5.    THEN - would not play a game we invented at all... Very rigid.

   NOW - will get into a game we create when he's motivated

6.    THEN - if there were more that 3-4 people in a room he would find somewhere to be alone

   NOW - he copes much better with larger groups, and seeks out new people in the group

7.    THEN - did not acknowledge Daddy's presence when he came home at night

   NOW - greats him with BIG smile & hugs, and "Hi", and takes his hand to go play

8.    THEN - barely any unprompted language

   NOW - labels many things, lots of repeating what we say, some spontaneous words.

9.    THEN - didn't get at all that language would help him get what he needs.

   NOW - knows he needs to say something (make a request) for "help", "please", or "want" to get what he wants.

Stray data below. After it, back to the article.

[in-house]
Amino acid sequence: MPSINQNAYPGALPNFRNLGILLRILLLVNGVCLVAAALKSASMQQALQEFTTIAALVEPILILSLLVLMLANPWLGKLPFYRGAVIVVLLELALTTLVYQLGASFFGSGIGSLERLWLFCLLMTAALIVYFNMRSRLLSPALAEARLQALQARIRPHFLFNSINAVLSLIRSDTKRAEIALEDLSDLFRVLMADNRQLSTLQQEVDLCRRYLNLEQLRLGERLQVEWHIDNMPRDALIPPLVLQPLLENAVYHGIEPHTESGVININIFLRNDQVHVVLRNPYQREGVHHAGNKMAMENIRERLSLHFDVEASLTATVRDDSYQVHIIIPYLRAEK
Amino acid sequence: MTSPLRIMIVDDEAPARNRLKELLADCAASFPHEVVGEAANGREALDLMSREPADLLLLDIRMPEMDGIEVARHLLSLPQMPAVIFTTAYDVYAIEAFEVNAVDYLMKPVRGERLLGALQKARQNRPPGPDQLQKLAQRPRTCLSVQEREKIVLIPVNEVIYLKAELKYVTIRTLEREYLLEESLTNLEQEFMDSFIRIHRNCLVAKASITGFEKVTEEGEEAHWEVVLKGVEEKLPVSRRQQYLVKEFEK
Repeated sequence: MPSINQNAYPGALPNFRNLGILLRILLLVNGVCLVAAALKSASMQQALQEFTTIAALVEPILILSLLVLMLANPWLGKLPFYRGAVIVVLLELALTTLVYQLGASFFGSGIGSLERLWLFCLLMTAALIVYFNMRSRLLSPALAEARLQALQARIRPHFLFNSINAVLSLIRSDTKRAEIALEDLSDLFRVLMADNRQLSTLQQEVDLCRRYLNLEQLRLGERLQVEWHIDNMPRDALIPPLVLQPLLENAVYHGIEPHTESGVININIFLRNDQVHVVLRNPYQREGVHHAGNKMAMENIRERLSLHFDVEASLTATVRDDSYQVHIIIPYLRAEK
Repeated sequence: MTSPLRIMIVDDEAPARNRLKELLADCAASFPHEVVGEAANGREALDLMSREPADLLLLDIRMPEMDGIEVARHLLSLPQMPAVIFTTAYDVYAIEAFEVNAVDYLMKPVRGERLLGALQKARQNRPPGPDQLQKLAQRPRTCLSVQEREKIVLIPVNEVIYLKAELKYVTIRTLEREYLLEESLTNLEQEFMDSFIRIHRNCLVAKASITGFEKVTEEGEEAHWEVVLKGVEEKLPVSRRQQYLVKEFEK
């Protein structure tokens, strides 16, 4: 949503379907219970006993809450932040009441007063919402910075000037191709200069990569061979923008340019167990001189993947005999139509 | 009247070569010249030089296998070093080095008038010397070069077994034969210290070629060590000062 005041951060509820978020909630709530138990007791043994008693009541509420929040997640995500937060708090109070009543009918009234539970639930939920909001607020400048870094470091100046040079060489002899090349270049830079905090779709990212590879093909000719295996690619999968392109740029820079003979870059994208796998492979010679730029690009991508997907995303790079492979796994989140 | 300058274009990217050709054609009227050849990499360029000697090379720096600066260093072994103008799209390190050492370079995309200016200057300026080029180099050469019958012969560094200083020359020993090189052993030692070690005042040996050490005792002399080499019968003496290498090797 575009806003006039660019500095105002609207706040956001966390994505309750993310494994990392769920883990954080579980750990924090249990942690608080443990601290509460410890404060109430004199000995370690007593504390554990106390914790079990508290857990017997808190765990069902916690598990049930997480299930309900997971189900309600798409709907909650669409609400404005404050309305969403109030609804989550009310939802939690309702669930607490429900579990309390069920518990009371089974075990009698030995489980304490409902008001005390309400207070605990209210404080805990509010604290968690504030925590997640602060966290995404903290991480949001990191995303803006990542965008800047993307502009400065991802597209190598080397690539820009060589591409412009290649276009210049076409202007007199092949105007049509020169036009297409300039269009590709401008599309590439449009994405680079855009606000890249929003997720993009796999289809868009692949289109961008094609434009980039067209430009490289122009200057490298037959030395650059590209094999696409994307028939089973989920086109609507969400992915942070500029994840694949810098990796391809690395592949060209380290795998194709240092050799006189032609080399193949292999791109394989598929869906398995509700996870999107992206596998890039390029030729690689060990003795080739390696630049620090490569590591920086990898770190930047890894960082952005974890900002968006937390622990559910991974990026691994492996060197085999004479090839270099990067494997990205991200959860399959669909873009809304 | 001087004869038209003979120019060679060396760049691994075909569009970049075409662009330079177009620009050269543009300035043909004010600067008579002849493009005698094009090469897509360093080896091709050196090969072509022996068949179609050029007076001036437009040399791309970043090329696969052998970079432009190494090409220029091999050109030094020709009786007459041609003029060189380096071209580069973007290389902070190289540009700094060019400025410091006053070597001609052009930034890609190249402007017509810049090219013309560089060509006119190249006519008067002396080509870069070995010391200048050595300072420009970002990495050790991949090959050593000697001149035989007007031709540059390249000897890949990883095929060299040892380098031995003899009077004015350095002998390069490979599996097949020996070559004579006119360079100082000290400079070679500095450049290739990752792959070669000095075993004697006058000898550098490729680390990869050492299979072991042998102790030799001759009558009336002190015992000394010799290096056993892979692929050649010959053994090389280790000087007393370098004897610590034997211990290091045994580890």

10.   THEN - didn't go to bed well at all.  Up 'til he physically crashed 11pm or midnight - and had to have DVD or would super tantrum

   NOW -  goes into room w Daddy at 8pm, turns out light himself, turns on music himself, and snuggles up to sleep in 10 - 15 minutes (NO STRUGGLE!).

11.   THEN - ism'd w blocks, books, cards, puzzles, insertion puzzles for probably 50% of his day.

   NOW - curious, invites interaction, wants to learn NEW things, wants to include/be included in what is happening.

12.   THEN - not toilet trained

   NOW - still not trained, but will go to "potty" when you say... "let's go potty". He pulls down his pants when directed, sits on the toilet and pees if he has too... Big celebrations and a "proud" little boy.

13.   THEN - lucky to get 1 word out with prompting

   NOW - 3 words w prompting, sometimes spontaneous 2 words "I want...", sometimes 5-6 words without getting totally frustrated.

14.   THEN - aggressive when frustrated - biting & hitting... Or sometimes to get attention ... Had my bum bitten a few times.

   NOW - it takes a lot more to get him frustrated to this level and if you say "hurt" he stops.